Figure 1: Definition of the arc column modelling problem.
To obtain a treatable inverse problem for the boundary conditions at the cathode surface, the following assumption on the radial current density distribution was made:
.
Similar distributions were used for the temperature boundary condition. In earlier papers, exponential or gaussian distributions were often used. These type of boundary conditions was found to give deviations from spectroscopic arc temperature data which are outside the measurement error. For finer numerical grid spacing, additionally numerical problems may occur (up to 300,000 grid cells were used for separating numerical from physical effects).
The anode temperature boundary condition was assumed to be gaussian:
.
Thus, the number of independent parameters for the inverse problem is limited to:
j_{0c} |
cathode peak current density |
T_{0c} |
cathode peak plasma temperature |
r_{0a} |
anode hot spot half-width |
T_{0a} |
anode peak plasma temperature |
4 QUANTITATIVE COMPARISON WITH EXPERIMENTAL DATA
The spectroscopical determination of arc temperature usually comes with a measurement error of about 5-10%. Modelling accuracy depends on grid spacing and the accuracy of the plasma transport coefficients, but may be regarded as more accurate than measurement (assuming one has the exact boundary conditions).
After modelling the arc column for a given set of boundary conditions and using the arc parameters provided in the corresponding experimental papers (e.g. [7] or [13]), the relative difference between measured and computed arc temperatures given by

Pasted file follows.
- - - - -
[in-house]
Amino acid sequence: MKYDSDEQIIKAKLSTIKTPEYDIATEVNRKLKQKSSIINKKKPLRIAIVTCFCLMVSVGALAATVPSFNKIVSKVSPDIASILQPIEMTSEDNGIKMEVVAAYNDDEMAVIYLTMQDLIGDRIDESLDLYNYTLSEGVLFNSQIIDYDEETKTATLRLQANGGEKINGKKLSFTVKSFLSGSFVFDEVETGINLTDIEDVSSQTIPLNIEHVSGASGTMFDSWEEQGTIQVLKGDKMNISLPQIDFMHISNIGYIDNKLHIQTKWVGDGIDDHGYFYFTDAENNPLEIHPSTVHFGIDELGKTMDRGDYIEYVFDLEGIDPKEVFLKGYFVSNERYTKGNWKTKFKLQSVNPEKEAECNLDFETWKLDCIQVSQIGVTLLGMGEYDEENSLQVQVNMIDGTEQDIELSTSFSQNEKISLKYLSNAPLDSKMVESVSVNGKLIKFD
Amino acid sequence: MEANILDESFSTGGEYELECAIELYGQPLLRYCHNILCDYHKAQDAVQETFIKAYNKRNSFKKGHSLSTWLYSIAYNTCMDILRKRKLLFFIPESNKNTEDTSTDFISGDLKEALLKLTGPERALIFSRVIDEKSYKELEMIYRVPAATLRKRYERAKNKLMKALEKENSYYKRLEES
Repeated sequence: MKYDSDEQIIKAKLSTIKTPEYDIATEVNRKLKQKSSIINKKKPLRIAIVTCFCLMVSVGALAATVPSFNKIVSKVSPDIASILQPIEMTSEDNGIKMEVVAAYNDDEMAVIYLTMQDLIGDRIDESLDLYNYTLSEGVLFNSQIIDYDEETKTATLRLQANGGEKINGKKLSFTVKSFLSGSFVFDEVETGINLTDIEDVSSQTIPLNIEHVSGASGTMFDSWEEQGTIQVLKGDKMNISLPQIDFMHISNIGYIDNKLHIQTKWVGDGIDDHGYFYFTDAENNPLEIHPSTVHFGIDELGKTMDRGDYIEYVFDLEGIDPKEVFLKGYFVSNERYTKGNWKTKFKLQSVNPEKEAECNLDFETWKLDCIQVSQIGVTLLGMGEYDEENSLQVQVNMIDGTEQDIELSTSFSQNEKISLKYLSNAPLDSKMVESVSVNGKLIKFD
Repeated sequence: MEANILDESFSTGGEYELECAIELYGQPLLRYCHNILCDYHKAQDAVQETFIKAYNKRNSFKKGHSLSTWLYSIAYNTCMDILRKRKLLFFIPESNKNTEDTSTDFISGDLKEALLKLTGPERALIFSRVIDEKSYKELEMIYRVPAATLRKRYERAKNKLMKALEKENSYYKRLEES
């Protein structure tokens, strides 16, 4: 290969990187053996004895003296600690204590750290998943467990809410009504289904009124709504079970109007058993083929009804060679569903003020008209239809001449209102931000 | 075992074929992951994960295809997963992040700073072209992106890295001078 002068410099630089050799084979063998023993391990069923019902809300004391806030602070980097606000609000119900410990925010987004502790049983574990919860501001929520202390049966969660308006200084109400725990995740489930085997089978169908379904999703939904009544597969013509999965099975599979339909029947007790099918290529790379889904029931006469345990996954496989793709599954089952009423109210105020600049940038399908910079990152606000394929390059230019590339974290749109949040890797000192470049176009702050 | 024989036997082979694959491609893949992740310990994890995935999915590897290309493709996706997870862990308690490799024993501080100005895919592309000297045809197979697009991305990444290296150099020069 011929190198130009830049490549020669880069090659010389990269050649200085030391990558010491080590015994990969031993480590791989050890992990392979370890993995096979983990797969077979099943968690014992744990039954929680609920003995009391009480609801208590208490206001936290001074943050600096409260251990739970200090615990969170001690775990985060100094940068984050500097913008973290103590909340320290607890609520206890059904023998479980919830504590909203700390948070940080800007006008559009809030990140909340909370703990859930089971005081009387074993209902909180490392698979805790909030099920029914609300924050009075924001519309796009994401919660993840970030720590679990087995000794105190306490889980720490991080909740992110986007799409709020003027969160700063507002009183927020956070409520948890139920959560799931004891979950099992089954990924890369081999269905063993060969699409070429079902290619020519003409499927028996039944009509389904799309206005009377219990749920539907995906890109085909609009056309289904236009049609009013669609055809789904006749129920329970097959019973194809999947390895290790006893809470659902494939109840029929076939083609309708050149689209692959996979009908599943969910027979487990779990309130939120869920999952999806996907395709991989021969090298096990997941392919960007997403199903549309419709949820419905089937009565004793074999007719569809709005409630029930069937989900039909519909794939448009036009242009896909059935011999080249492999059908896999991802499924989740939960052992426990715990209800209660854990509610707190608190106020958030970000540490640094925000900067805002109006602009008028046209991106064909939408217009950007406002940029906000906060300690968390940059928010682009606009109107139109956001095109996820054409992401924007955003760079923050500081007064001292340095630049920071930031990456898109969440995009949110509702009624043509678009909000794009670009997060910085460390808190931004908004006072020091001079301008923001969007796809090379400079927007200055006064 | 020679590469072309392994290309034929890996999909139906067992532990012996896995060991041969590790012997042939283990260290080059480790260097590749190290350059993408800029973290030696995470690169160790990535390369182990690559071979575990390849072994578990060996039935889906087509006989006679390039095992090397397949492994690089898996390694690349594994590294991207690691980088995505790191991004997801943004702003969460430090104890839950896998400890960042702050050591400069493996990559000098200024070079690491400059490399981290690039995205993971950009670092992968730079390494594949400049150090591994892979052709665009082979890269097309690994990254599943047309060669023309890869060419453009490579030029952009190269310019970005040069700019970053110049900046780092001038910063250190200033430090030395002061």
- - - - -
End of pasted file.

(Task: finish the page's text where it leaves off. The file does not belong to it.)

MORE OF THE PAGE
.
Its spatial dependence can be plotted for the individual arc configurations (see figure 2 for an example).
Figure 2: Relative deviation of measured [8] to computed arc temperatures (5mm argon arc, 0.1MPa, I=100A, j_{0}=10^{8} A/m^{2}, 60° tip).
5 RESULTS
By comparison of modelling data with arc temperature measurements, no significant variation of peak current density with total arc current was observed. The major difficulty of this approach is the lack of detailed experimental data and the accuracy of arc temperature measurement: doubling the arc current (showing big differences in the application, e.g. for welding), gives a temperature map deviation of about 5-10%, which is still within the actual measurement error limits.
The arc configurations shown in table 1 were used for this study. It should be noted, there are no arc temperature determinations available, undertaken for identical arc configurations but provided by different groups (the cathode opening angles used in [13] and [8] are different).
The best fit values for the cathode boundary condition parameters can be found in table 2 for the peak current density and in table 3 for the peak plasma temperature.
I: l_{arc} : |
5mm |
10mm |
20mm |
100A |
[8, 12, 13] |
[7] |
[7] |
200A |
[8, 12] |
[7] |
[7] |
300A |
[12] |
[7] |
[7] |
Table 1: Arc temperature measurements used (for details see the references cited in the table).
I: l_{arc} : |
5mm |
10mm |
20mm |
100A |
1.0± 0.3 |
1.3± 0.2 |
1.1± 0.4 |
200A |
1.0± 0.4 |
1.2± 0.2 |
1.1± 0.3 |
300A |
1.0± 0.4 |
0.8± 0.3 |
1.0± 0.4 |
Table 2: Cathodic peak current density [10^{8}A/m^{2}] determined from the comparison of spectroscopical arc temperature data with modelling results.
I: l_{arc} : |
5mm |
10mm |
20mm |
100A |
20.5± 1.0 |
21.0± 1.0 |
20.5± 1.0 |
200A |
20.5± 1.0 |
21.0± 1.0 |
21.0± 1.0 |
300A |
21.5± 1.0 |
21.0± 1.0 |
21.0± 1.0 |
Table 3: Cathode peak temperature [kK] determined from the comparison of spectroscopical arc temperature data with modelling results.
By showing no significant arc length dependency, the results reflect the "downstream" nature of the cathode jet (peclet number greater than 1).
Thornton measured the arc temperature distribution for a cathode with 30° included angle (tip flattened at 0.1 mm radius) [13]. Modelling this arc configuration and comparison with his data, less than 4% difference is observed. The numerical reproduceability of the other experiments (60° included angle, flattened at 0.2 mm radius) give higher differences of 5-10%. Arc models with cathodic peak current densities above 1.5 ^{.}10^{8} A/m^{2} or below 0.5 ^{.}10^{8} A/m^{2} differ too much from experimental data to be regarded as possible in reality. The best fit cathodic peak temperature was found to be about 5% below the maximum arc temperature derived from spectroscopy.